We walk quietly through hushed forest. Tree tops shimmer-emerald in bright sun. Shaded lower branches, more soft-hued green.
Leaves wave in gentle wind. Sunray flickers through foliage, forms mosaic patterns upon our faces, upon our soft smiles.
We slowly walk deeper into calm. Birch trees, conifers, cypress, scent of damp pines. Ancient sentinels of passing time.
Powerful strength towers above as delicate ferns and wildflowers thrive in earth beside our feet. We revel in balance before our eyes.
In the midst of raw beauty, we embrace. Feel strength course through our beings. We will be back again and again, witness to the healing of this place.
Dedicated to Rob and Kathy. Written for dVerse, the virtual pub for poets around the globe.
Today, from 3 to 4 PM EST, poets from around the globe will meet LIVE, wth video and audio, to read aloud one poem of their choice, to visit with each other and lend their support to the creative endeavors of all. Come join us HERE and then click on the link provided for Thursday’s live session!
Can’t join us on Thursday?
We’ll meet again LIVE on Saturday, from 10 to 11 AM EST. Join us HERE and then click on the link provided for Saturday’s gathering!
Valentine’s Day, definitely the time to answer that query.
One, two, three, four . . . forty-seven, forty-eight, fifty-three wedded years.
Seven dogs we called our friends, two children, nurtured and loved, five wonderful grands.
Strolling Singapore’s orchid gardens, admiring Japan’s cherry blossoms, walking atop the Great Wall.
Meandering beside Lake Michigan’s shores, through London’s fog, Alaska’s snow, Bryce’s hoodoos, Yosemite’s trails.
From Iowa to Sweden to Australia too. Easiest answer to that question? So many ways over so many years.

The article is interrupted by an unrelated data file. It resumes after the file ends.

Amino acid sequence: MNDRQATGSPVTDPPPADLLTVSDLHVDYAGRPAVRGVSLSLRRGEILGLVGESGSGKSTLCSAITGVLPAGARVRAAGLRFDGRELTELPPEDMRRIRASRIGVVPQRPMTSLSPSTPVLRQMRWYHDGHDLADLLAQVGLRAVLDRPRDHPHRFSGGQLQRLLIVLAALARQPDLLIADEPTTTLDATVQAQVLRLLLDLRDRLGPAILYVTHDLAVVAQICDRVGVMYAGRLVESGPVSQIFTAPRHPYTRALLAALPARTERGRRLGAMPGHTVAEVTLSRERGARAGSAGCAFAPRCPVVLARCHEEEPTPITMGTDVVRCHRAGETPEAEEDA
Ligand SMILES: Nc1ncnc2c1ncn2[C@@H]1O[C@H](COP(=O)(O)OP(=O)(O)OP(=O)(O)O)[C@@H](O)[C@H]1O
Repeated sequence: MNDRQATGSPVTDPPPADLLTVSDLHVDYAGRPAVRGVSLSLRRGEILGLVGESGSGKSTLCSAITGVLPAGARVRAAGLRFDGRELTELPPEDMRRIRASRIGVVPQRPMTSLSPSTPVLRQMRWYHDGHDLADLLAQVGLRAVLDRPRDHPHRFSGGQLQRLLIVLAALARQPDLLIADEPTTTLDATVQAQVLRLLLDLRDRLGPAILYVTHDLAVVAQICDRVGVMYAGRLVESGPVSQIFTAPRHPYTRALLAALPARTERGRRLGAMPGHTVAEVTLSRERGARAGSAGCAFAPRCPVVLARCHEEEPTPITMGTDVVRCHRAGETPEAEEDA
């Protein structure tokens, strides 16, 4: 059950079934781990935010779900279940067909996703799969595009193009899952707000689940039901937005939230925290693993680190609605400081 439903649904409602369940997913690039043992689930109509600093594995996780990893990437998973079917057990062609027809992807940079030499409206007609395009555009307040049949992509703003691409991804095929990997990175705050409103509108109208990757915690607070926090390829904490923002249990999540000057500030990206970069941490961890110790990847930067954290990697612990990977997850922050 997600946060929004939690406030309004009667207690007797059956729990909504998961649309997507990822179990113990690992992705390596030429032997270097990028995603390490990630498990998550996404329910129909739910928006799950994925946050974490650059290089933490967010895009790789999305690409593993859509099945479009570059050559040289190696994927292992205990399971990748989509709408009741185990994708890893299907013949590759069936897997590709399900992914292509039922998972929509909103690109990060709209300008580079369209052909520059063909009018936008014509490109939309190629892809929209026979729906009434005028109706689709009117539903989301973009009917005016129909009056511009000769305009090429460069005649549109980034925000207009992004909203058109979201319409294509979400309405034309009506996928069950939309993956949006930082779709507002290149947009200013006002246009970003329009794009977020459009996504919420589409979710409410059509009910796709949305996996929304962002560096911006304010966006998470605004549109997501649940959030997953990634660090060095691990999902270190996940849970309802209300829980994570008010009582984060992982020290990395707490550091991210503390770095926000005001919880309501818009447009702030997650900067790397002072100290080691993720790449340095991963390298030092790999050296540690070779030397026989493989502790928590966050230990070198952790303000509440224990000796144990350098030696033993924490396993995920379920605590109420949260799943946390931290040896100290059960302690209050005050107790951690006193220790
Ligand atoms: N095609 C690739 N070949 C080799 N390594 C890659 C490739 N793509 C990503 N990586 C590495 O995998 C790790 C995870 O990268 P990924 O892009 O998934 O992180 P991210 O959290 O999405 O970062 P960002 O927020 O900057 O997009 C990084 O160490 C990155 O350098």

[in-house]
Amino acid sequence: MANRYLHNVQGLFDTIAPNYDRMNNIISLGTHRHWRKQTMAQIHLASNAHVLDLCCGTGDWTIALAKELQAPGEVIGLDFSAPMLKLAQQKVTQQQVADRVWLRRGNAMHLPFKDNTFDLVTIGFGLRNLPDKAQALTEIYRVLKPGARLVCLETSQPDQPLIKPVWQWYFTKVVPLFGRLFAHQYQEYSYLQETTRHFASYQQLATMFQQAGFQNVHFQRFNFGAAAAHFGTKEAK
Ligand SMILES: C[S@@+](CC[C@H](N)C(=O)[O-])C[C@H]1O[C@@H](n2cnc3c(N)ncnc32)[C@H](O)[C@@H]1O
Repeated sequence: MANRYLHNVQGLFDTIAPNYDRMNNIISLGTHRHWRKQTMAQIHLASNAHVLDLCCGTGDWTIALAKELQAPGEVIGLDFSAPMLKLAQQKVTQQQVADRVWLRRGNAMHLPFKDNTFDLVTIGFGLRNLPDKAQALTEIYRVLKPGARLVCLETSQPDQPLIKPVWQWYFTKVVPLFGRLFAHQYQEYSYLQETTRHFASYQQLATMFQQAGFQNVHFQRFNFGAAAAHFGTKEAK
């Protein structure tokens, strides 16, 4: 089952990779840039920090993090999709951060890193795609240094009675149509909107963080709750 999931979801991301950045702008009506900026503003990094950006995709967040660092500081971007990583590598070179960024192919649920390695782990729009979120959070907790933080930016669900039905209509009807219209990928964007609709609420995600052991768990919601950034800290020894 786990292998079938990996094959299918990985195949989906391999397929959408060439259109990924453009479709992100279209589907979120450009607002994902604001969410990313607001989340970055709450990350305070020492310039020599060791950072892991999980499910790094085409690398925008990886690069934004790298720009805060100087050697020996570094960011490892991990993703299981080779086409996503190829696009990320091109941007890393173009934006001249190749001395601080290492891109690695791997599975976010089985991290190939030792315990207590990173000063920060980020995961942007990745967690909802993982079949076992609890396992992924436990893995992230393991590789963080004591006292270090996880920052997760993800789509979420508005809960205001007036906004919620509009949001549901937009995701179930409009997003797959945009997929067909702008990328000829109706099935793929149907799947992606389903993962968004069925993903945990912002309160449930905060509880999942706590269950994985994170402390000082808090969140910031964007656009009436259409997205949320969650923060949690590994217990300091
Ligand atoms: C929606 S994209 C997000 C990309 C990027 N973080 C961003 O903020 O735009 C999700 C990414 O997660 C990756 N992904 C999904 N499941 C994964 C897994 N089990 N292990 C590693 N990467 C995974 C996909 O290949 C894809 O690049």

Written for dVerse, the virtual pub for poets around the globe. Today, on Valentine’s Day, Sanaa is hosting and asks us to write “plainly” about love.
Photos top row, left to right: summer 1974, pregnant with Abbey, our first child; at the Great Wall outside of Beijing; in Japan enjoying the cherry blossoms. Bottom row: in an underground cave in Bermuda about 8 years ago; and finally, us here in San Diego just seven days ago, February 7th, celebrating our 53rd anniversary! Thankful for every day.
“How do I love thee? Let me count the ways” — from Elizabeth Barrett Browning’s Sonnet 43.
I defined myself by you; by your dreams and your gigs. I was integral to the group at first, when we sang together. Then you pushed me to back-up; then to working lights, and I was your afterthought. You were addicted to applause, to groupies, to uppers. You finally snorted your way to becoming a has-been. You had it all and threw it away.
This year’s a different thing. I’ll not think of you burning out in small town bars. I’m born again. Not in the religious sense. I’ve regained my self-worth. I’m the one riding the waves now, literally. As a cruise ship entertainer, singing in the spotlight and seeing the world. Some nights I stare at the wake. Energy churned up behind the ship, disappearing into darkness. It reminds me that the you I miss every day, disappeared a long time ago.
Written for Prosery Monday at dVerse, the virtual pub for poets around the globe. Today Merril asks us to include the line “This year’s a different thing – I’ll not think of you again” from the poem I so liked spring by poet Charlotte Maw (1869 – 1928) in our piece of prose that is exactly 144 words long. Photo by Jakub Pabis on Unsplash
AN INVITATION TO ALL MY READERS! I will host OLN LIVE at dVerse on both Thursday, February 16th, from 3 to 4 PM EST and on Saturday, February 18th, from 10 to 11 AM EST.
WHAT IS OLN LIVE? Open Link Night (OLN) is an opportunity to post any one poem of your choosing at dVerse, on Mr. Linky, as folks did for this Prosery prompt.There is no required form, length, or topic.